Using a combined morpho-ecological and molecular (amplified fragment length polymorphism (AFLP) fingerprinting) approach, clonal growth, clonal reproduction and the resulting vegetative multiplication were examined in the pioneer species Tussilago farfara (Asteraceae).In two forest plots in Berlin (Germany), all modules and spacers of the plant were mapped and dug out. The plants showed intense clonal growth with leaf modules connected through long branched rhizomes. The rhizomes were brittle and regularly exhibited rotting zones and breaks. This clonal reproduction can occur rather fast; in a submersed stand in Lanke (Brandenburg, Germany), rhizomes showed signs of disintegration only a few weeks after the modules developed. As a consequence, modules become separated and genets fragment into merigenets.Using AFLP fingerprints, the relationships of samples from the two dug out plots were assessed: 15 and 18 analysed samples (representing 13 and 16 merigenets) belonged to only two and three distinct genets, respectively. Each of these genets was split into at least two to eleven morphologically independent merigenets, indicating frequent and effective clonal reproduction.The study highlights the relevance of vegetative multiplication in T. farfara, achieved rapidly through repeated clonal growth and subsequent clonal reproduction. The typical strategy of habitat colonisation and maintenance is described and illustrated for this pioneer species.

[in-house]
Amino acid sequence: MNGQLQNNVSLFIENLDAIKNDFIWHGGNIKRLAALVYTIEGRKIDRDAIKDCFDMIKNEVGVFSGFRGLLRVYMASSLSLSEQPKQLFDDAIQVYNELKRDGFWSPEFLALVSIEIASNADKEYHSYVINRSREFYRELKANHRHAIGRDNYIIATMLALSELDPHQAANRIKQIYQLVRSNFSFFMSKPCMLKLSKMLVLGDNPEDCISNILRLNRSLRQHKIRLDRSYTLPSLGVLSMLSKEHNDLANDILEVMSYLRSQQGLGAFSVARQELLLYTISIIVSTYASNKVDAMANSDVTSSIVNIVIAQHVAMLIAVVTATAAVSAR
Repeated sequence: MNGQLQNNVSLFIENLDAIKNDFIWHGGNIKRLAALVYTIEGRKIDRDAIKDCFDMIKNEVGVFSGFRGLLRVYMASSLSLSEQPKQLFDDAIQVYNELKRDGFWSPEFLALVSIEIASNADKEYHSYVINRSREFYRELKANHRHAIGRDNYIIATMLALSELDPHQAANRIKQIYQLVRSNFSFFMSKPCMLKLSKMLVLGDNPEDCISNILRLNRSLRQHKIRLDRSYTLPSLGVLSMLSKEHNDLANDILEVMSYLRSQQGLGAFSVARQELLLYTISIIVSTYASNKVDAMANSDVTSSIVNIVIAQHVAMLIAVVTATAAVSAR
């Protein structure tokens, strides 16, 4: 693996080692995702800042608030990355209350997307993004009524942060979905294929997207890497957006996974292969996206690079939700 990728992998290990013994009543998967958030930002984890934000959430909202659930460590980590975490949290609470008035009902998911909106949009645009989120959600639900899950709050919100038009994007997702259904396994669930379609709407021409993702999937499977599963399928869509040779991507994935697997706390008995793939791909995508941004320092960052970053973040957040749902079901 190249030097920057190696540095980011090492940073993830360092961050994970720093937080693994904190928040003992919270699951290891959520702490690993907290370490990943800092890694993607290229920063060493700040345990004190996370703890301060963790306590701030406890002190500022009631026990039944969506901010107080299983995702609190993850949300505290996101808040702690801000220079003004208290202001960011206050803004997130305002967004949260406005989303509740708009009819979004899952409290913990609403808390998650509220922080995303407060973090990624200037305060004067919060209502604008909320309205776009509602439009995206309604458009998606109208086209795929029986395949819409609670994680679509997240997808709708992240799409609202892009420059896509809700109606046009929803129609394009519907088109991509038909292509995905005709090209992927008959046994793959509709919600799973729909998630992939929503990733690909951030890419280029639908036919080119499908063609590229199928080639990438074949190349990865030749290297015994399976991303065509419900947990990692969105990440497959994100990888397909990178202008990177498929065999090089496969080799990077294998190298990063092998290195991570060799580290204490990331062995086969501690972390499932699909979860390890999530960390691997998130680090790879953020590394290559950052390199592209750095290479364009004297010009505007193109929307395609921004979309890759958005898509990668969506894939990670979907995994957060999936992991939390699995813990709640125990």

Financed by the National Centre for Research and Development under grant No. SP/I/1/77065/10 by the strategic scientific research and experimental development program:
SYNAT - “Interdisciplinary System for Interactive Scientific and Scientific-Technical Information”.